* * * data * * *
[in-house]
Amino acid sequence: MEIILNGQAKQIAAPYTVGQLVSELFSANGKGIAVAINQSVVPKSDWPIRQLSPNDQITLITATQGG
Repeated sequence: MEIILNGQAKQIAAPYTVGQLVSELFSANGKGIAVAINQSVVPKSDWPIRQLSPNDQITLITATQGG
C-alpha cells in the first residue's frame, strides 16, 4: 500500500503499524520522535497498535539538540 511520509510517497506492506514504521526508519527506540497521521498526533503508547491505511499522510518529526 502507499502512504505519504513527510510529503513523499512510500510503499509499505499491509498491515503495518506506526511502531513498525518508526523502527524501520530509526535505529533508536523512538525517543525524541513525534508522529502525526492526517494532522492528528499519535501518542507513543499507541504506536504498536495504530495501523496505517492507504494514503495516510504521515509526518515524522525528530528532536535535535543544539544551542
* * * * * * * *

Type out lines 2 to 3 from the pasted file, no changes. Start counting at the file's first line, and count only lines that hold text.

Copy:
Amino acid sequence: MEIILNGQAKQIAAPYTVGQLVSELFSANGKGIAVAINQSVVPKSDWPIRQLSPNDQITLITATQGG
Repeated sequence: MEIILNGQAKQIAAPYTVGQLVSELFSANGKGIAVAINQSVVPKSDWPIRQLSPNDQITLITATQGG